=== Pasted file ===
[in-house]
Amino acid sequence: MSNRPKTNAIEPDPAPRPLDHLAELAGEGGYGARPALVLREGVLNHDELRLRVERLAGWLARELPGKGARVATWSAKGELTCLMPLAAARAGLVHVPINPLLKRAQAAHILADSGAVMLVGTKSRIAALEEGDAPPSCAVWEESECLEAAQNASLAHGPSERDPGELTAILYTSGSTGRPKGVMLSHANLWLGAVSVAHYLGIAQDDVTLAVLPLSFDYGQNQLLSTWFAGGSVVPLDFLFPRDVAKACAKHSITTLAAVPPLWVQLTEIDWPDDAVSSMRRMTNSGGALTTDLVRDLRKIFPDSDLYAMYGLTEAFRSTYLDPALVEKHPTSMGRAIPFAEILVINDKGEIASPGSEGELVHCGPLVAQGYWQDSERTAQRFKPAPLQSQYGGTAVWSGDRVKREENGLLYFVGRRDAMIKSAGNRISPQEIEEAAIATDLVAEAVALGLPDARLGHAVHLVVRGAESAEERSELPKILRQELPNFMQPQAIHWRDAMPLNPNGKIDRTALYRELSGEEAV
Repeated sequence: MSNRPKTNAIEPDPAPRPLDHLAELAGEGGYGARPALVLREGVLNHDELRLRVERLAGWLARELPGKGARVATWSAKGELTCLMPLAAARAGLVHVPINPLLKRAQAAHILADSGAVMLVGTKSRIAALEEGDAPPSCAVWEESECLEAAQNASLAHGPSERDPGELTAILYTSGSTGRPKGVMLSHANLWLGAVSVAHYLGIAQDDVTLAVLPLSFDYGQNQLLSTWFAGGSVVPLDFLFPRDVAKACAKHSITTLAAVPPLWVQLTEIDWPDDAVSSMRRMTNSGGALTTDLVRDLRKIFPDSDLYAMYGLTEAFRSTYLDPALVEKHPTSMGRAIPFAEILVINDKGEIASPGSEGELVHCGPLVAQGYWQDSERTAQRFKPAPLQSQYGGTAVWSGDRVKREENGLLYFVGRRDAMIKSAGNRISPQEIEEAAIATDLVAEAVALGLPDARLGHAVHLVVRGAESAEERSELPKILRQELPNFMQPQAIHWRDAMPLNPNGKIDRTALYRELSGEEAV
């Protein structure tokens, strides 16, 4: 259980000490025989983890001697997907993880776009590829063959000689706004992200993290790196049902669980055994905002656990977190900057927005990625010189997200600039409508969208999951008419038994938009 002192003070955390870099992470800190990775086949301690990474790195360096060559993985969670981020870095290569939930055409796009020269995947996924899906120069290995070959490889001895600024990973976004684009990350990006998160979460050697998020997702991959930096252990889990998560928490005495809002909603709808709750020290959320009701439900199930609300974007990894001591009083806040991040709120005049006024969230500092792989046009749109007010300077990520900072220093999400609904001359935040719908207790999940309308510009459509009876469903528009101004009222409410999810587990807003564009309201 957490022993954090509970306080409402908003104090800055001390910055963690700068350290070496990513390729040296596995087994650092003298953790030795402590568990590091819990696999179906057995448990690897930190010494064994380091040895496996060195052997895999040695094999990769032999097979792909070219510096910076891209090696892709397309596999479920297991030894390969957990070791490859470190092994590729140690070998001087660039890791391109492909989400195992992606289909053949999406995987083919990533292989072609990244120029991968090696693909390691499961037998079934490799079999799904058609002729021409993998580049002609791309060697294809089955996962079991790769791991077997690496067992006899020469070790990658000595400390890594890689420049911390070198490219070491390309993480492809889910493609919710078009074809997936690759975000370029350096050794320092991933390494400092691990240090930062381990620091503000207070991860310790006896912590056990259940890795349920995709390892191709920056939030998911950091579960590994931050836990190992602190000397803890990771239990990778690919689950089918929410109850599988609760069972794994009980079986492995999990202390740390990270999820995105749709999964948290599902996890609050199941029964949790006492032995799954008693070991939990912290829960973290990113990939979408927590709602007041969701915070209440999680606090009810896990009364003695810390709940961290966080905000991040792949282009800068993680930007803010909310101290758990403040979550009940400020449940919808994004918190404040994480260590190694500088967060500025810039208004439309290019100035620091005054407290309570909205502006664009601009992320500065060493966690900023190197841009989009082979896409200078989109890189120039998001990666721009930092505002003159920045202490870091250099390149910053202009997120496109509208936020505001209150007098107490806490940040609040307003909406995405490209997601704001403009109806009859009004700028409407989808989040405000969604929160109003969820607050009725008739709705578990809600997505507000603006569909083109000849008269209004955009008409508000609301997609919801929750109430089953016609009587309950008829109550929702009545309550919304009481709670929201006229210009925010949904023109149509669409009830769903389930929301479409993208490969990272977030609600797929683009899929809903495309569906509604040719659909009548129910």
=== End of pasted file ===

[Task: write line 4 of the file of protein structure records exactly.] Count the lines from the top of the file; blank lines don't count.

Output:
């Protein structure tokens, strides 16, 4: 259980000490025989983890001697997907993880776009590829063959000689706004992200993290790196049902669980055994905002656990977190900057927005990625010189997200600039409508969208999951008419038994938009 002192003070955390870099992470800190990775086949301690990474790195360096060559993985969670981020870095290569939930055409796009020269995947996924899906120069290995070959490889001895600024990973976004684009990350990006998160979460050697998020997702991959930096252990889990998560928490005495809002909603709808709750020290959320009701439900199930609300974007990894001591009083806040991040709120005049006024969230500092792989046009749109007010300077990520900072220093999400609904001359935040719908207790999940309308510009459509009876469903528009101004009222409410999810587990807003564009309201 957490022993954090509970306080409402908003104090800055001390910055963690700068350290070496990513390729040296596995087994650092003298953790030795402590568990590091819990696999179906057995448990690897930190010494064994380091040895496996060195052997895999040695094999990769032999097979792909070219510096910076891209090696892709397309596999479920297991030894390969957990070791490859470190092994590729140690070998001087660039890791391109492909989400195992992606289909053949999406995987083919990533292989072609990244120029991968090696693909390691499961037998079934490799079999799904058609002729021409993998580049002609791309060697294809089955996962079991790769791991077997690496067992006899020469070790990658000595400390890594890689420049911390070198490219070491390309993480492809889910493609919710078009074809997936690759975000370029350096050794320092991933390494400092691990240090930062381990620091503000207070991860310790006896912590056990259940890795349920995709390892191709920056939030998911950091579960590994931050836990190992602190000397803890990771239990990778690919689950089918929410109850599988609760069972794994009980079986492995999990202390740390990270999820995105749709999964948290599902996890609050199941029964949790006492032995799954008693070991939990912290829960973290990113990939979408927590709602007041969701915070209440999680606090009810896990009364003695810390709940961290966080905000991040792949282009800068993680930007803010909310101290758990403040979550009940400020449940919808994004918190404040994480260590190694500088967060500025810039208004439309290019100035620091005054407290309570909205502006664009601009992320500065060493966690900023190197841009989009082979896409200078989109890189120039998001990666721009930092505002003159920045202490870091250099390149910053202009997120496109509208936020505001209150007098107490806490940040609040307003909406995405490209997601704001403009109806009859009004700028409407989808989040405000969604929160109003969820607050009725008739709705578990809600997505507000603006569909083109000849008269209004955009008409508000609301997609919801929750109430089953016609009587309950008829109550929702009545309550919304009481709670929201006229210009925010949904023109149509669409009830769903389930929301479409993208490969990272977030609600797929683009899929809903495309569906509604040719659909009548129910």